What is Heterotopic Bone?:
The most common symptom of heterotopic ossification is stiffness of a joint. Most people who develop heterotopic ossification cannot feel the abnormal bone, but notice the bone growth getting in the way of normal movements. Heterotopic bone often forms around the hip or elbow joints, making bending of these joints difficult. Other symptoms may include a mass that can be felt, deformity of the area, or pain.
When Does Heterotopic Ossification Occur?:
The process of new bone formation is called skeletogenesis. When this process occurs outside of where normal bone should exist, the result is called heterotopic ossification. The consequence of heterotopic ossification can range from inconsequential to severe. In some cases, heterotopic bone will only be noticed because an x-ray was done for an unrelated concern. In others, the results can limit an individual's ability to perform even simple activities, such as walking.
What Causes Heterotopic Ossification to Occur?:
- Genetic conditions (such as fibrodysplasia ossificans progressiva and progressive osseous heteroplasia)
- Surgical procedures (including total hip replacement and elbow fracture and forearm fracture surgery)
- Brain or spinal cord injury (traumatic brain injury and spinal cord injury)
- Sports injuries (myositis ossificans)
Is There A Cure?:
Surgical removal of heterotopic bone is possible in patients whose heterotopic bone is the result of surgery or trauma (brain and spinal cord injury patients). Generally, the recommendation is that their heterotopic bone should fully mature, meaning that no additional bone is forming. At that point, surgery may be considered to remove the bone. This is usually performed to allow movement of a joint that had frozen as a result of the bone formation.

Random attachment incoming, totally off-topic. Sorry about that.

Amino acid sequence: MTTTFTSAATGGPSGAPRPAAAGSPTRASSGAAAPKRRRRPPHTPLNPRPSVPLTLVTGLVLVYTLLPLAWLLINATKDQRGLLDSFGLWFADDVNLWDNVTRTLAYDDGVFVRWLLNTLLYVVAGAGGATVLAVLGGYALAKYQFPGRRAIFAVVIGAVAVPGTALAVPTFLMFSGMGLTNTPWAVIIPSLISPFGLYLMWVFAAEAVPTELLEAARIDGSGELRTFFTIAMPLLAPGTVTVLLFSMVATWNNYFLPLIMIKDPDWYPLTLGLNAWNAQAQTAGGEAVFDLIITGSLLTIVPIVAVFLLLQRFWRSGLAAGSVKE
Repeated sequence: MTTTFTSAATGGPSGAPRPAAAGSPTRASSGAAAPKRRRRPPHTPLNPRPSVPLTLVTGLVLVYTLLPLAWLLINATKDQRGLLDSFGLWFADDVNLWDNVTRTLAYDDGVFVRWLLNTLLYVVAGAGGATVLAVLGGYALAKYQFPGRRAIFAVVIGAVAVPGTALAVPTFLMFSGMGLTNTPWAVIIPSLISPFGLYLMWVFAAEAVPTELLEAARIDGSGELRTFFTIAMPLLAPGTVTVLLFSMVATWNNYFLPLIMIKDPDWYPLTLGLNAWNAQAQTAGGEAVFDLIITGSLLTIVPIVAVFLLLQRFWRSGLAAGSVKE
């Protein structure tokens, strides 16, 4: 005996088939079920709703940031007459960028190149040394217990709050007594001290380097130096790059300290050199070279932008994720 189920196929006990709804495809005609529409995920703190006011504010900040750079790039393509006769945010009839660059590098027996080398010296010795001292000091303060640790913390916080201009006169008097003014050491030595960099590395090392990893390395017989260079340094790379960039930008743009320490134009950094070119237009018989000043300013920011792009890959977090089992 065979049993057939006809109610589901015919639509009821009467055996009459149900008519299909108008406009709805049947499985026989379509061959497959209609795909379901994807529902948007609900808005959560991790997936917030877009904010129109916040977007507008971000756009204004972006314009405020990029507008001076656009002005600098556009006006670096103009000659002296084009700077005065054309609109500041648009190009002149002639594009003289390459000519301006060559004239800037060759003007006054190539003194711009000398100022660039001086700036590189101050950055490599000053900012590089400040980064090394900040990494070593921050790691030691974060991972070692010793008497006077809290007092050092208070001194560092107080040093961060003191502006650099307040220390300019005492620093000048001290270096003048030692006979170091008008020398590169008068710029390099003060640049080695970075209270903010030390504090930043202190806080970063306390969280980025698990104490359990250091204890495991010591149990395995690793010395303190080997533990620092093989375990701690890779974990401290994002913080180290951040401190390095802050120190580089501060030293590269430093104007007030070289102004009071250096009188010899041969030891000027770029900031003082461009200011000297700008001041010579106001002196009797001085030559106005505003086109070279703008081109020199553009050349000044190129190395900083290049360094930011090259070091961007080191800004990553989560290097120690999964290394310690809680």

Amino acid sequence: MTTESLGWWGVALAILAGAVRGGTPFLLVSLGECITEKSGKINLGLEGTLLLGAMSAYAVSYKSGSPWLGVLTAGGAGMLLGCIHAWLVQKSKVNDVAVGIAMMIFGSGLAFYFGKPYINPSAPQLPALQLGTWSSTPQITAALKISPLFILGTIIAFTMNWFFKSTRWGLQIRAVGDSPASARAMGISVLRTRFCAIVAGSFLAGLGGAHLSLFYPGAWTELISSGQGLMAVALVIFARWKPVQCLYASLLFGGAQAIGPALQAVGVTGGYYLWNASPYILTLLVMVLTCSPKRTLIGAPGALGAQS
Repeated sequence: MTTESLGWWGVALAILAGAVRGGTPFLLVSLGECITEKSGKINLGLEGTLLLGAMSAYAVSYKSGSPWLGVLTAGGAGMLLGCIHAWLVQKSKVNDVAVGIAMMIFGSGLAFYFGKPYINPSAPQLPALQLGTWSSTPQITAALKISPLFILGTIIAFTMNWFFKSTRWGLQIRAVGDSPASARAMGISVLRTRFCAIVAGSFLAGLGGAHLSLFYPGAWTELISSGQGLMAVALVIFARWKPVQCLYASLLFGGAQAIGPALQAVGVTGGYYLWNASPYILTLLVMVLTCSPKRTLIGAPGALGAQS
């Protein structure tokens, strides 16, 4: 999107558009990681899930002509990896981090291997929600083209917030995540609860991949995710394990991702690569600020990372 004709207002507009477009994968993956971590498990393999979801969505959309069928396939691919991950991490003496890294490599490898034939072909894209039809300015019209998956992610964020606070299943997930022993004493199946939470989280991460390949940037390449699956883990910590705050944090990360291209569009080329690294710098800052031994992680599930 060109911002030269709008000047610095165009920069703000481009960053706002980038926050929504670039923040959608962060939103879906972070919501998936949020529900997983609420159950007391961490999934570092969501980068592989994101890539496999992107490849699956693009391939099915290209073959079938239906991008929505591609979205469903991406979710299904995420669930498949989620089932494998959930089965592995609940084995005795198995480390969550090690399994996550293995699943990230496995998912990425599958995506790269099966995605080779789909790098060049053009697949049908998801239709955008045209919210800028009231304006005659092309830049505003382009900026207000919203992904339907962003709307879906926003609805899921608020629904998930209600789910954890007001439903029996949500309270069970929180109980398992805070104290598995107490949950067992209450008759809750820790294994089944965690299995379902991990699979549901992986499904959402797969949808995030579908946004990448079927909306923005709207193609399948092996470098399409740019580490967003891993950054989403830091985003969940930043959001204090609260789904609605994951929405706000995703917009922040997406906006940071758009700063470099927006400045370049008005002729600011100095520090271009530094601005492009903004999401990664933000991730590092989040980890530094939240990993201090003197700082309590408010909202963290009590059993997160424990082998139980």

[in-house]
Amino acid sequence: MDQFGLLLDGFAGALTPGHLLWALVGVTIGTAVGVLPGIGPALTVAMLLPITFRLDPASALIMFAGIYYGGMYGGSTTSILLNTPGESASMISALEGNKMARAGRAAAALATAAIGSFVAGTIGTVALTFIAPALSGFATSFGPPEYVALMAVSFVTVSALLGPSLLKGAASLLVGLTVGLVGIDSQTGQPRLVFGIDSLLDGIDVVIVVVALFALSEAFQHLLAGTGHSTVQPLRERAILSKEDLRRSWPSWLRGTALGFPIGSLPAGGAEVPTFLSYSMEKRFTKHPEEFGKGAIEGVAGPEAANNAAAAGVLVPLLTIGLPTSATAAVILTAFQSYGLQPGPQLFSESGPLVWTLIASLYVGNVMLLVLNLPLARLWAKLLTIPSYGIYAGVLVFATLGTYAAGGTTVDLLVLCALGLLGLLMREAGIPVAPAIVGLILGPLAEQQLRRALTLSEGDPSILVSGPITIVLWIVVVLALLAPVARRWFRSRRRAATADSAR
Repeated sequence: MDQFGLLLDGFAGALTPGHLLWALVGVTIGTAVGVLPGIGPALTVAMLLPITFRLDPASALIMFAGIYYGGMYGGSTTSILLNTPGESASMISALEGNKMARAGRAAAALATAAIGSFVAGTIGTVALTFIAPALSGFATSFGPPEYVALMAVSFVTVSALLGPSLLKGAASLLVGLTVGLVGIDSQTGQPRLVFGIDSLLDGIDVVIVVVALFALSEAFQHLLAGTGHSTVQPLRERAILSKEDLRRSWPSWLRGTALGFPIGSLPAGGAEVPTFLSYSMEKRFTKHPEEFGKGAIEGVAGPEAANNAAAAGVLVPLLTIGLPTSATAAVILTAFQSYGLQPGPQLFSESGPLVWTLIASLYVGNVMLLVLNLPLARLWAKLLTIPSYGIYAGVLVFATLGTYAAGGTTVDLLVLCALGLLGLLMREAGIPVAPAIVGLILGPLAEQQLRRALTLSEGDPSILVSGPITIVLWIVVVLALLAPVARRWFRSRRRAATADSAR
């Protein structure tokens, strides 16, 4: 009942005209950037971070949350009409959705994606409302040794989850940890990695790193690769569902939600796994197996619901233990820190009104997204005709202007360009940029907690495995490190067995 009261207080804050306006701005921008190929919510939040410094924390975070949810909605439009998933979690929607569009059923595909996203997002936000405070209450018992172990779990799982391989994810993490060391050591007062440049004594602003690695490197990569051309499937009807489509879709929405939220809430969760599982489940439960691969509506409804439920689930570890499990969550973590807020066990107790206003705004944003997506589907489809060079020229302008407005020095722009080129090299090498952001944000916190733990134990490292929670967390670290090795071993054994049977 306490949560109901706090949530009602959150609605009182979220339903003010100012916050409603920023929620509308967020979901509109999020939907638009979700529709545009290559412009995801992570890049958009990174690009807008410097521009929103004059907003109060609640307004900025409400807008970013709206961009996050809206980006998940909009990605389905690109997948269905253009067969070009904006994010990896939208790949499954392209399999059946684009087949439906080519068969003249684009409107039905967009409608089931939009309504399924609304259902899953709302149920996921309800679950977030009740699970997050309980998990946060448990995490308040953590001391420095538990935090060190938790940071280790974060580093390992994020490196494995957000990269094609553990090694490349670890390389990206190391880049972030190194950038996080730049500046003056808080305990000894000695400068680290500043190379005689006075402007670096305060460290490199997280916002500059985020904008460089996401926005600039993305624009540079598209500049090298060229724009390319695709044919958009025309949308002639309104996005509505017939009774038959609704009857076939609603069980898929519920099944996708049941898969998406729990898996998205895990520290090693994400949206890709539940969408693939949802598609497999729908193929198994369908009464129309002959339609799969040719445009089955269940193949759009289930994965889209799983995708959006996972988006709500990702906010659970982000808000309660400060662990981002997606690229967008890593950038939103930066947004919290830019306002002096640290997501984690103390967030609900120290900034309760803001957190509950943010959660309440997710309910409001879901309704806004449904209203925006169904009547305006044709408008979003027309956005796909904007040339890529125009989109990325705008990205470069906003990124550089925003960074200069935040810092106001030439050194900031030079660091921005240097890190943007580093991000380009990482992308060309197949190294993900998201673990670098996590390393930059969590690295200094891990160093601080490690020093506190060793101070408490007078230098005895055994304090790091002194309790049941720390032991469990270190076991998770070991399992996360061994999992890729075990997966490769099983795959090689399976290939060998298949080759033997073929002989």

In patients who have a genetic disorder that has caused the heterotopic bone to form, surgery is the wrong treatment. In fact, in these patients, performing surgery to remove the abnormal bone may worsen the overall condition.
Research is being done to determine if there are genetic treatments to alter the expression of genes seen in patients who have heterotopic ossification. These treatments are in the earliest stages of investigation.
Can Heterotopic Ossification Be Prevented?:
Another controversial treatment is the use of radiation treatment in a single dose to alter the cells that produce the excess bone formation. Radiation is sometimes used after major joint surgery or in patients who have a history of the development of heterotopic bone. Radiation treatment is controversial, as radiation can cause tissue damage and delayed healing where surgery has been performed.
In the past, some surgeons were using radiation at the time of hip replacement surgery to ensure heterotopic bone did not form as a complication of surgery. Currently, unless the patient is considered at high risk for the development of heterotopic bone formation, radiation treatment is not recommended.
Kaplan FS, et al. "Heterotopic Ossification" J Am Acad Orthop Surg March/April 2004; 12:116-125.
Healy WL and Iorio R. "Heterotopic Ossification After Hip and Knee Arthroplasty: Risk Factors, Prevention, and Treatment" J Am Acad Orthop Surg November/December 2002; 10:409-416.